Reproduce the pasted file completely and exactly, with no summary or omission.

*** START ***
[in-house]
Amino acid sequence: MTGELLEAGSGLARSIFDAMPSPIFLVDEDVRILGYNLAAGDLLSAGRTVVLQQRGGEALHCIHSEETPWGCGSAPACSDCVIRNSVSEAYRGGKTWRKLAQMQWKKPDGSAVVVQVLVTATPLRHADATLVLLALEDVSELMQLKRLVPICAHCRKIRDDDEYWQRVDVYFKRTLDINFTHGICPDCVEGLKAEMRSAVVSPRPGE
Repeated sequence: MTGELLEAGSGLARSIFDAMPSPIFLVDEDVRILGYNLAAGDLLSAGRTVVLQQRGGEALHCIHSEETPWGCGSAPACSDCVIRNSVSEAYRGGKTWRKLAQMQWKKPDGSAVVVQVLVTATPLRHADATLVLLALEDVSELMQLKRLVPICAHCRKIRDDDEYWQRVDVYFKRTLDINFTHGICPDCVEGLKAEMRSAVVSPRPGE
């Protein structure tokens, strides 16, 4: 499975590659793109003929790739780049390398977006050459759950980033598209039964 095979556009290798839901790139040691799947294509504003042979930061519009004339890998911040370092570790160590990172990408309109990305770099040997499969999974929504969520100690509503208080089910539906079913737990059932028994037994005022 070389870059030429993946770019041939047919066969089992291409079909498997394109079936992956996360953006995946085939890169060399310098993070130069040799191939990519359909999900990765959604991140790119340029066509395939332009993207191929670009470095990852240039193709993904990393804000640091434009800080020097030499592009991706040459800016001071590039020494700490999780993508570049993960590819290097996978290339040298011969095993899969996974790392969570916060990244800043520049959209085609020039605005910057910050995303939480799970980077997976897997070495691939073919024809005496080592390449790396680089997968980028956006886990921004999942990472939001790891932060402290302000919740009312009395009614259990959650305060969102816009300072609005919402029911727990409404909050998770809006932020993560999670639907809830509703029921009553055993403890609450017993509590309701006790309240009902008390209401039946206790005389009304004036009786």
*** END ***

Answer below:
[in-house]
Amino acid sequence: MTGELLEAGSGLARSIFDAMPSPIFLVDEDVRILGYNLAAGDLLSAGRTVVLQQRGGEALHCIHSEETPWGCGSAPACSDCVIRNSVSEAYRGGKTWRKLAQMQWKKPDGSAVVVQVLVTATPLRHADATLVLLALEDVSELMQLKRLVPICAHCRKIRDDDEYWQRVDVYFKRTLDINFTHGICPDCVEGLKAEMRSAVVSPRPGE
Repeated sequence: MTGELLEAGSGLARSIFDAMPSPIFLVDEDVRILGYNLAAGDLLSAGRTVVLQQRGGEALHCIHSEETPWGCGSAPACSDCVIRNSVSEAYRGGKTWRKLAQMQWKKPDGSAVVVQVLVTATPLRHADATLVLLALEDVSELMQLKRLVPICAHCRKIRDDDEYWQRVDVYFKRTLDINFTHGICPDCVEGLKAEMRSAVVSPRPGE
């Protein structure tokens, strides 16, 4: 499975590659793109003929790739780049390398977006050459759950980033598209039964 095979556009290798839901790139040691799947294509504003042979930061519009004339890998911040370092570790160590990172990408309109990305770099040997499969999974929504969520100690509503208080089910539906079913737990059932028994037994005022 070389870059030429993946770019041939047919066969089992291409079909498997394109079936992956996360953006995946085939890169060399310098993070130069040799191939990519359909999900990765959604991140790119340029066509395939332009993207191929670009470095990852240039193709993904990393804000640091434009800080020097030499592009991706040459800016001071590039020494700490999780993508570049993960590819290097996978290339040298011969095993899969996974790392969570916060990244800043520049959209085609020039605005910057910050995303939480799970980077997976897997070495691939073919024809005496080592390449790396680089997968980028956006886990921004999942990472939001790891932060402290302000919740009312009395009614259990959650305060969102816009300072609005919402029911727990409404909050998770809006932020993560999670639907809830509703029921009553055993403890609450017993509590309701006790309240009902008390209401039946206790005389009304004036009786």